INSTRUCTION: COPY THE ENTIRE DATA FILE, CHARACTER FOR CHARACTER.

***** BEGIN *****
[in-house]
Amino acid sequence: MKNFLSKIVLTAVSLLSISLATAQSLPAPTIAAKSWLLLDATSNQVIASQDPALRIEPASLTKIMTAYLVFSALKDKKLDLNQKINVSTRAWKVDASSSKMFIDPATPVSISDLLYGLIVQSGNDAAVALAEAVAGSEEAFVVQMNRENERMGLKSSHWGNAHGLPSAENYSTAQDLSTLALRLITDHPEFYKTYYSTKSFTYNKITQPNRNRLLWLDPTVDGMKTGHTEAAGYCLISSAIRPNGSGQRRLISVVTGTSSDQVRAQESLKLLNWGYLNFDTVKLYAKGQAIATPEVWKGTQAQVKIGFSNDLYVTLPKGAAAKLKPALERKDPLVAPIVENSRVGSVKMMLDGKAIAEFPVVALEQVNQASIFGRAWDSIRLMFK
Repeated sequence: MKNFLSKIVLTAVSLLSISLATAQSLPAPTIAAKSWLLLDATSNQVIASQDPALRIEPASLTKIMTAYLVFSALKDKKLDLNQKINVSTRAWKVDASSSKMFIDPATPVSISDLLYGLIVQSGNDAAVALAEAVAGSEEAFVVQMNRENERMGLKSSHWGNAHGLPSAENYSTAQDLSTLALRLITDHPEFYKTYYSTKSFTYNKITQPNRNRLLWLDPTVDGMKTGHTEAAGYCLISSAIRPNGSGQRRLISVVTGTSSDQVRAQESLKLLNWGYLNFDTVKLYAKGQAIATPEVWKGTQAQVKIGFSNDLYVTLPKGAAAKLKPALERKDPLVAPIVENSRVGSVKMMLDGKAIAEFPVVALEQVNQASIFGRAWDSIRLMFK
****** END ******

[in-house]
Amino acid sequence: MKNFLSKIVLTAVSLLSISLATAQSLPAPTIAAKSWLLLDATSNQVIASQDPALRIEPASLTKIMTAYLVFSALKDKKLDLNQKINVSTRAWKVDASSSKMFIDPATPVSISDLLYGLIVQSGNDAAVALAEAVAGSEEAFVVQMNRENERMGLKSSHWGNAHGLPSAENYSTAQDLSTLALRLITDHPEFYKTYYSTKSFTYNKITQPNRNRLLWLDPTVDGMKTGHTEAAGYCLISSAIRPNGSGQRRLISVVTGTSSDQVRAQESLKLLNWGYLNFDTVKLYAKGQAIATPEVWKGTQAQVKIGFSNDLYVTLPKGAAAKLKPALERKDPLVAPIVENSRVGSVKMMLDGKAIAEFPVVALEQVNQASIFGRAWDSIRLMFK
Repeated sequence: MKNFLSKIVLTAVSLLSISLATAQSLPAPTIAAKSWLLLDATSNQVIASQDPALRIEPASLTKIMTAYLVFSALKDKKLDLNQKINVSTRAWKVDASSSKMFIDPATPVSISDLLYGLIVQSGNDAAVALAEAVAGSEEAFVVQMNRENERMGLKSSHWGNAHGLPSAENYSTAQDLSTLALRLITDHPEFYKTYYSTKSFTYNKITQPNRNRLLWLDPTVDGMKTGHTEAAGYCLISSAIRPNGSGQRRLISVVTGTSSDQVRAQESLKLLNWGYLNFDTVKLYAKGQAIATPEVWKGTQAQVKIGFSNDLYVTLPKGAAAKLKPALERKDPLVAPIVENSRVGSVKMMLDGKAIAEFPVVALEQVNQASIFGRAWDSIRLMFK